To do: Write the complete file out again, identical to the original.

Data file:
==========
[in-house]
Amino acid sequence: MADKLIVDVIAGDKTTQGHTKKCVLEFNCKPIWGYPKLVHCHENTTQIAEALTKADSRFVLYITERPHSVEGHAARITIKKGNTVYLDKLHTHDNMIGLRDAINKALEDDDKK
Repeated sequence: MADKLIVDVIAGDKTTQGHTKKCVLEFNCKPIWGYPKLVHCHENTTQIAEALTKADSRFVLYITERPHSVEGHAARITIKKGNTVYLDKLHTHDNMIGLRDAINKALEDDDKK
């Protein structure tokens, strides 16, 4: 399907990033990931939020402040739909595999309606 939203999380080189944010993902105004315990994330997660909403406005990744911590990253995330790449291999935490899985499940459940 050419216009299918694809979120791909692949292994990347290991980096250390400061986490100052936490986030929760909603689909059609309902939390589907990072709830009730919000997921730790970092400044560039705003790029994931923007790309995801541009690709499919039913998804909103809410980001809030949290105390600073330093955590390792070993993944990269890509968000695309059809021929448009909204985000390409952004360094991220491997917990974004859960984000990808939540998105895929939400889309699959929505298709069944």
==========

[in-house]
Amino acid sequence: MADKLIVDVIAGDKTTQGHTKKCVLEFNCKPIWGYPKLVHCHENTTQIAEALTKADSRFVLYITERPHSVEGHAARITIKKGNTVYLDKLHTHDNMIGLRDAINKALEDDDKK
Repeated sequence: MADKLIVDVIAGDKTTQGHTKKCVLEFNCKPIWGYPKLVHCHENTTQIAEALTKADSRFVLYITERPHSVEGHAARITIKKGNTVYLDKLHTHDNMIGLRDAINKALEDDDKK
């Protein structure tokens, strides 16, 4: 399907990033990931939020402040739909595999309606 939203999380080189944010993902105004315990994330997660909403406005990744911590990253995330790449291999935490899985499940459940 050419216009299918694809979120791909692949292994990347290991980096250390400061986490100052936490986030929760909603689909059609309902939390589907990072709830009730919000997921730790970092400044560039705003790029994931923007790309995801541009690709499919039913998804909103809410980001809030949290105390600073330093955590390792070993993944990269890509968000695309059809021929448009909204985000390409952004360094991220491997917990974004859960984000990808939540998105895929939400889309699959929505298709069944």